3. Be a good listener

"The most important thing to establish initially is that you are a listener and a good business partner."

Often, we put the emphasis on "doing" when proving ourselves. "But the most important thing to establish initially," says Betzig, "is that you are a listener and a good business partner. Try to listen to colleagues about the challenges they face, and the value that you can add for them in your new role."

Sometimes the listening period available may be shorter than ideal – say, if you are being thrust into a burning issue that needs to be immediately addressed. "But try to take the time to listen and then respond with solutions," Betzig advises. (Need some pointers? Check out How to be a better listener: 5 steps.)

4. Connect with your crew

"The first 90 days you learn a lot about the company, culture, and people you will be working with, and being able to navigate that seamlessly will bring any employer a sense of relief," Harris says. To that end, one of the most valuable things you can do is to connect with your team.

"If you really get to know the people that will be working under you, what they do, how they operate, and how best to manage them, it will help the overall working relationship," says Harris. "Set time aside to really connect with them – as a team or individually, if possible – to show them that you want to understand them and be a value add."

5. Harvest some low-hanging fruit

When you are planning your roadmap, make sure to include some issues you can tackle early. Score some quick wins with business partners "to make their lives easier and build the trust that you'll need to execute on bigger initiatives down the road," says Betzig.

Zorc likes laying out early goals in two-week sprints. "This is self-management, and your boss will be thrilled and impressed," he says.

6. Save those big ideas for later

"The biggest mistake you can make is trying to impose your will right away in a new job. Don't come in on your first day and talk about all of the big changes you have in store," says Betzig. Nobody likes a dictator, even a benevolent one. "That is the recipe for a short tenure in almost any organization," Betzig says.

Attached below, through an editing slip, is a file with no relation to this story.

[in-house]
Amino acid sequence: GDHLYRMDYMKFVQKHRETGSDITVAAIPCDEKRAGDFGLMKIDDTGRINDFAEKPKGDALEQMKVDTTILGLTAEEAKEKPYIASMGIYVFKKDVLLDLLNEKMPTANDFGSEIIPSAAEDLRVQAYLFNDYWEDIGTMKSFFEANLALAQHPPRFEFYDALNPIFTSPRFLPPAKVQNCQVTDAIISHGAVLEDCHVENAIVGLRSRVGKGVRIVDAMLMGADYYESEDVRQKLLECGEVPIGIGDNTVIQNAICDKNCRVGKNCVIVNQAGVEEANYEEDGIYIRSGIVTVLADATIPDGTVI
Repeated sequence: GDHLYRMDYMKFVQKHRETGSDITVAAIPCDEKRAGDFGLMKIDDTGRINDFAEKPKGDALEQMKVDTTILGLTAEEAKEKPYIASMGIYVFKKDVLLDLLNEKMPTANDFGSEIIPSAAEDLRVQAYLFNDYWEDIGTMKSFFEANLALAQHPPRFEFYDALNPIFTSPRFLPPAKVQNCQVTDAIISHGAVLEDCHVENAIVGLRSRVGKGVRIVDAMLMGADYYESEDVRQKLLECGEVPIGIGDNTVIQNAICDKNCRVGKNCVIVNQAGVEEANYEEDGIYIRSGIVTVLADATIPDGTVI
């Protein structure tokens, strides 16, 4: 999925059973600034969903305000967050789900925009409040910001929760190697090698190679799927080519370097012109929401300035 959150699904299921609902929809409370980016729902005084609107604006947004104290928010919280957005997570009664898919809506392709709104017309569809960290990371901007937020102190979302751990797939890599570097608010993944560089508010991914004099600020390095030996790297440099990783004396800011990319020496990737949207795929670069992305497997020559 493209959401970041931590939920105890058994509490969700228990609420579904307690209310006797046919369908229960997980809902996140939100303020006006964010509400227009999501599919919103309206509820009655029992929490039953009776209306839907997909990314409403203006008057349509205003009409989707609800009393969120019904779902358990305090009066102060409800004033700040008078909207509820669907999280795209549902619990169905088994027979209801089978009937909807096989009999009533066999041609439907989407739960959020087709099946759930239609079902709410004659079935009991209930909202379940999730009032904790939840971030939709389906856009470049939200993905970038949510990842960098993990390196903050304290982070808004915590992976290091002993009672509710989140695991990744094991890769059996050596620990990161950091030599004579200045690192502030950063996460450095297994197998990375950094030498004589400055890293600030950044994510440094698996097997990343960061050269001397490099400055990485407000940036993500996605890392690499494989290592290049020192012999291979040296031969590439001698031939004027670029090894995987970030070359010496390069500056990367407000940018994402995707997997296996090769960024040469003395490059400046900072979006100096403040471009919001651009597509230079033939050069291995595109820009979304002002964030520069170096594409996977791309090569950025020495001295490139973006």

7. Understand the organization's approach to communication

Stanger of CompTIA suggests that new hires should do their best to read the tea leaves about how their new employer communicates its desires. "The first challenge is making sure that the organization can express its needs coherently to the new hire. The second challenge is the new hire's ability to respond to how an organization communicates its needs," says Stanger. "Sometimes organizations express needs implicitly, or even in 'throw-away' conversations. New hires need to adjust their perceptions to understand these needs."

8. Join peer groups

If the organization offers peer groups that include experienced people, newer employees, and fresh hires, join them. These opportunities foster inclusion of new hires (versus ingestion), says Stanger. "I know of one organization that creates peer groups, then shifts workers between each group on a regular basis over the first 90 days or so," Stanger says. "This helps organizations include people more. Using these peer groups, new employees can find quick, relevant ways to contribute meaningfully to the organization."

[ Get exercises and approaches that make disparate teams stronger. Read the digital transformation ebook: Transformation Takes Practice. ]

Stephanie Overby is an award-winning reporter and editor with more than twenty years of professional journalism experience. For the last decade, her work has focused on the intersection of business and technology. She lives in Boston, Mass.